The Attack and Defeat of the American Fleet under Benedict Arnold, by the Kings Fleet Commanded by Sir Guy Carleton, upon Lake Champlain, the 11th of October 1776
by FADEN, William (1750-1836)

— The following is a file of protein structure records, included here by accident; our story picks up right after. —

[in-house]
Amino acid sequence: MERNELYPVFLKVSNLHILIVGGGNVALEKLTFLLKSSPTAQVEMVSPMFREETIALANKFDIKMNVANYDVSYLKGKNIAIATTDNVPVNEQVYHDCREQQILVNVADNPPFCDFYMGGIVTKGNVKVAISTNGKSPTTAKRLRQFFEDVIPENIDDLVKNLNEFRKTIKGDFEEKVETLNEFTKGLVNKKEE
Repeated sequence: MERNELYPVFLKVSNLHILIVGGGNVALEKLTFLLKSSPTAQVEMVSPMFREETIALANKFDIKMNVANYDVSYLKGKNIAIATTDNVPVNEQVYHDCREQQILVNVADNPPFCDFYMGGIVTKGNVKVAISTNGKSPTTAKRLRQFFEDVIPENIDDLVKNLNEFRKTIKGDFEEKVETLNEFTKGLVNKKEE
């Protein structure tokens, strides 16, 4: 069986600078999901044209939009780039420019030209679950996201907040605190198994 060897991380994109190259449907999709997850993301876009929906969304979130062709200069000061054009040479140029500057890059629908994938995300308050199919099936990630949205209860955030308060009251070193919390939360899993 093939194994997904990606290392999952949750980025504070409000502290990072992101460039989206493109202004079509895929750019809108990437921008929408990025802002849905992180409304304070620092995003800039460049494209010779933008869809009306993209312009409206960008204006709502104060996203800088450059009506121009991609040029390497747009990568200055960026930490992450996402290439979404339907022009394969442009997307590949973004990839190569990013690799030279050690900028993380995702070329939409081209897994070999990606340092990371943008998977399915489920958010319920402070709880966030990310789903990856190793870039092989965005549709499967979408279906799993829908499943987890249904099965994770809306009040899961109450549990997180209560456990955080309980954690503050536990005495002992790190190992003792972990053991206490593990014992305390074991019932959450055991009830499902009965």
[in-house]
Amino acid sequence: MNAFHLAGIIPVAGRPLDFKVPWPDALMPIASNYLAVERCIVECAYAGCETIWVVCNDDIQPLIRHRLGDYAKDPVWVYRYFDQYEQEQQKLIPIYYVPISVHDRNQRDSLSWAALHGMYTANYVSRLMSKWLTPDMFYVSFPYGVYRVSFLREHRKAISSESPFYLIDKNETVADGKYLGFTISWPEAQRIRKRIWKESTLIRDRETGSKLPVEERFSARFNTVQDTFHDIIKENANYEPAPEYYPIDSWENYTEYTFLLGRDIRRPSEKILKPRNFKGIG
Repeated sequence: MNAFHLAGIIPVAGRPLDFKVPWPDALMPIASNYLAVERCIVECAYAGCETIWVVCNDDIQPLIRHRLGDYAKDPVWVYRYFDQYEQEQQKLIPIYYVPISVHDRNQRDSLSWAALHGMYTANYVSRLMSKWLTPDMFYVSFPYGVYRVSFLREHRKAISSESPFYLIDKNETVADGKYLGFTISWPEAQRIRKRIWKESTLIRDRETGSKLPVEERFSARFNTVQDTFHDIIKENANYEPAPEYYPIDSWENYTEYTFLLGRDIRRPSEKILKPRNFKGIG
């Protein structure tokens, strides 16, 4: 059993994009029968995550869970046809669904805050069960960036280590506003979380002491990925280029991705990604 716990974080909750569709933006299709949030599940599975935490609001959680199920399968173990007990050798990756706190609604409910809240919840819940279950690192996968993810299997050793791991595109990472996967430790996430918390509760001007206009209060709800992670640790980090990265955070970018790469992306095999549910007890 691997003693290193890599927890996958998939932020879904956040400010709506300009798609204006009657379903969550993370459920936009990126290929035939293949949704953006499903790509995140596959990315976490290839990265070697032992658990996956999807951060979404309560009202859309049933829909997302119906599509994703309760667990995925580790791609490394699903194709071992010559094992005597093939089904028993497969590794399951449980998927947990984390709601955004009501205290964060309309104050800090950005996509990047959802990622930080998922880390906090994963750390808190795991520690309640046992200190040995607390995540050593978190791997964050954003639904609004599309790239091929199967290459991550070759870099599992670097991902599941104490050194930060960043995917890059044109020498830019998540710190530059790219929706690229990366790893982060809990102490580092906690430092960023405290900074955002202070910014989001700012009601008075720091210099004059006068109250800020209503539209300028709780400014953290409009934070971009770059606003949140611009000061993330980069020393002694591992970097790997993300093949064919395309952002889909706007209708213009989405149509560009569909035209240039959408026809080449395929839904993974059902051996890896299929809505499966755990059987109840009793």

London: William Faden, 1776. Engraved map, with the course of the British Fleet coloured in red, letterpress text below the image. Sheet size: 19 x 24 1/4 inches. Minor restoration to centerfold. The exceedingly rare, and perhaps suppressed, first edition of Faden's battle plan of the Battle of Valcour Island, one of the rarest of all printed battle plans for the American Revolution: this an unrecorded issue with explanatory text giving an account of the battle. Faden's plan is the definitive cartographic record for Benedict Arnold's engagement with the British fleet at Valcour Island on Lake Champlain. The engagement was the high point in Benedict Arnold's military career, later becoming the most famous traitor of the Revolution. Faden's plan, which was derived from "a sketch taken by an Officer on the Spot," accurately depicts the movements of the two naval squadrons, as well as the tracks of the retreat of the American survivors back to Fort Ticonderoga on the evening following the initial action. While the British had technically defeated the Americans at Valcour Island, Arnold's delaying tactics forced the British to return to Canada for the winter, thereby delaying the British plan to march these forces south to join General Howe on the Hudson River. If the British had reached Albany that winter, the American Revolution likely would have collapsed altogether. Thus the British viewed Valcour Island as a significant military failure. The present first state of the map includes Sir Guy Carleton's name within the title, as the Commander of the British fleet. Following this edition, Carleton's name would be removed from the title of the map and replaced with Captain Thomas Pringle, thus passing the blame for the perceived failure. The Pringle, second state of the map is known to have been issued both with and without explanatory text; the present first issue, with Carleton's name, is unrecorded with the explanatory text, as here. Streeter sale 773 (Pringle issue); Stevens & Tree 24 (Pringle issue); Nebenzahl, Atlas, pp. 66-67 (Pringle issue); Nebenzahl, Bibliography of Printed Battle Plans, 47 (first issue, but without text); Guthorn 145:13 (Pringle issue). (Inventory #: 31702)
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